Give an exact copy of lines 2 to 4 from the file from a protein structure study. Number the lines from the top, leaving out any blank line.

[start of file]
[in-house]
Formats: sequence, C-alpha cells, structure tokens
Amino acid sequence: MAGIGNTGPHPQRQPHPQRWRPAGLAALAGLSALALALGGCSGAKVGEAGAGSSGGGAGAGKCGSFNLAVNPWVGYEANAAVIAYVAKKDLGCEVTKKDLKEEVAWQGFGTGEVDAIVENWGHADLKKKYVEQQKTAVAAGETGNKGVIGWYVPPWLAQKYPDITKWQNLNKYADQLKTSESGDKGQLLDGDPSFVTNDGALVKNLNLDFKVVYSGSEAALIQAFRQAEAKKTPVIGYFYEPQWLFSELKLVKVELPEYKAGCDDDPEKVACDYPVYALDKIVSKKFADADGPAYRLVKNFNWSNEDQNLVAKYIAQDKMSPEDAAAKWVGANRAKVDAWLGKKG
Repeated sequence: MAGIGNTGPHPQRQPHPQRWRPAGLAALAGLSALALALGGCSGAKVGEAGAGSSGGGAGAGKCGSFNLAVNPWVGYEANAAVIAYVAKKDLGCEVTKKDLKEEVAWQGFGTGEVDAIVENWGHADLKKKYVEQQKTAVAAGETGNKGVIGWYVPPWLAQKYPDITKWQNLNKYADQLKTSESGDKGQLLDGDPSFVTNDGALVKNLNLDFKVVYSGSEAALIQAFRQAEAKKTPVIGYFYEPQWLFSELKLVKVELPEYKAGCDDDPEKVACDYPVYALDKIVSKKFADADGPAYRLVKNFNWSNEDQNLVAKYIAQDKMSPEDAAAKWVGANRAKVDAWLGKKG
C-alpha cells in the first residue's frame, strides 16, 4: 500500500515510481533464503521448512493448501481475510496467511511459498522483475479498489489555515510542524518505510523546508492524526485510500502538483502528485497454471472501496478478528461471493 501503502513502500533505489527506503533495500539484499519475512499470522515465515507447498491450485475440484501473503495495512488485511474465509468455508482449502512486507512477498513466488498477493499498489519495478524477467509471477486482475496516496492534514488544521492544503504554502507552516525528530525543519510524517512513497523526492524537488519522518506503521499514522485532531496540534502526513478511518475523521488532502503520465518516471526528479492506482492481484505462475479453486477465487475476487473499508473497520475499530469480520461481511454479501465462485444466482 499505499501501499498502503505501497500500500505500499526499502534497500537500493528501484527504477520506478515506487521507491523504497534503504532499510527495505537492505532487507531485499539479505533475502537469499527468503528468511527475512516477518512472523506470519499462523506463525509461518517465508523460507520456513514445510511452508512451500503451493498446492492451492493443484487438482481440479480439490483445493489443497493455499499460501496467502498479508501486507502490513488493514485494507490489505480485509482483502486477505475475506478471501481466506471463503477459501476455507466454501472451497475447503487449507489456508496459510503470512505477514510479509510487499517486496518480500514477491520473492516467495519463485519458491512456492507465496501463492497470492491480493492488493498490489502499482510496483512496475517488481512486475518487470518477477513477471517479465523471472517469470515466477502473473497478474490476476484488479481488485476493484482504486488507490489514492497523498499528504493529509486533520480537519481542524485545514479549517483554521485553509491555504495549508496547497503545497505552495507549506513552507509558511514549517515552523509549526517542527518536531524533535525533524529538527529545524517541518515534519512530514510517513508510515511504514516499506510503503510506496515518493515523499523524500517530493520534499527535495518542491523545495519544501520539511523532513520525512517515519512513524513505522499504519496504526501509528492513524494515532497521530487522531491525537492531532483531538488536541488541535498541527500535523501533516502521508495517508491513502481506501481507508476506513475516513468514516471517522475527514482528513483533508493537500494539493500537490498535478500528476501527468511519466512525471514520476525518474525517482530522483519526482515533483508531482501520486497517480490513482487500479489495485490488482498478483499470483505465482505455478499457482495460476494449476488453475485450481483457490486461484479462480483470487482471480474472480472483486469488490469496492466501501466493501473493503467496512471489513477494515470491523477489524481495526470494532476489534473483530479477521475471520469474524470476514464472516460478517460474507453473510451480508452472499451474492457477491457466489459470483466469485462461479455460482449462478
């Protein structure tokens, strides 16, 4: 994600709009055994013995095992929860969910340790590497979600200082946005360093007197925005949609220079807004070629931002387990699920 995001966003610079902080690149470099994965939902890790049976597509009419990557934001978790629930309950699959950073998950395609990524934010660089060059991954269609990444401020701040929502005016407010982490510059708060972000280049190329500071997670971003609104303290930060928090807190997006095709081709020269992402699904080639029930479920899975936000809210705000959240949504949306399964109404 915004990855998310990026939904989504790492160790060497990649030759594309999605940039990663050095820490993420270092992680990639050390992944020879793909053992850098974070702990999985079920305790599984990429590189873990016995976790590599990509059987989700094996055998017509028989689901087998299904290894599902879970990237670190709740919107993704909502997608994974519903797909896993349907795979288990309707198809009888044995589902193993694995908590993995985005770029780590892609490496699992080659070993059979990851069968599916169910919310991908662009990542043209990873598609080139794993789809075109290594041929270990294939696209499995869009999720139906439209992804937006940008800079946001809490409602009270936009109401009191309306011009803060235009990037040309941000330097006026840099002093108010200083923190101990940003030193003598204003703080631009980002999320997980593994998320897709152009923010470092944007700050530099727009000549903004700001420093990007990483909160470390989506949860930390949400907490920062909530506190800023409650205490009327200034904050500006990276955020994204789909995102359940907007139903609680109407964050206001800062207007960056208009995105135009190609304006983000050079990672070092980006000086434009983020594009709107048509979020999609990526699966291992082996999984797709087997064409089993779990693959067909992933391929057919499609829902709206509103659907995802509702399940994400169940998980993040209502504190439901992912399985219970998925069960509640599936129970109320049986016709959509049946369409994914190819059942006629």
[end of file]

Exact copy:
Formats: sequence, C-alpha cells, structure tokens
Amino acid sequence: MAGIGNTGPHPQRQPHPQRWRPAGLAALAGLSALALALGGCSGAKVGEAGAGSSGGGAGAGKCGSFNLAVNPWVGYEANAAVIAYVAKKDLGCEVTKKDLKEEVAWQGFGTGEVDAIVENWGHADLKKKYVEQQKTAVAAGETGNKGVIGWYVPPWLAQKYPDITKWQNLNKYADQLKTSESGDKGQLLDGDPSFVTNDGALVKNLNLDFKVVYSGSEAALIQAFRQAEAKKTPVIGYFYEPQWLFSELKLVKVELPEYKAGCDDDPEKVACDYPVYALDKIVSKKFADADGPAYRLVKNFNWSNEDQNLVAKYIAQDKMSPEDAAAKWVGANRAKVDAWLGKKG
Repeated sequence: MAGIGNTGPHPQRQPHPQRWRPAGLAALAGLSALALALGGCSGAKVGEAGAGSSGGGAGAGKCGSFNLAVNPWVGYEANAAVIAYVAKKDLGCEVTKKDLKEEVAWQGFGTGEVDAIVENWGHADLKKKYVEQQKTAVAAGETGNKGVIGWYVPPWLAQKYPDITKWQNLNKYADQLKTSESGDKGQLLDGDPSFVTNDGALVKNLNLDFKVVYSGSEAALIQAFRQAEAKKTPVIGYFYEPQWLFSELKLVKVELPEYKAGCDDDPEKVACDYPVYALDKIVSKKFADADGPAYRLVKNFNWSNEDQNLVAKYIAQDKMSPEDAAAKWVGANRAKVDAWLGKKG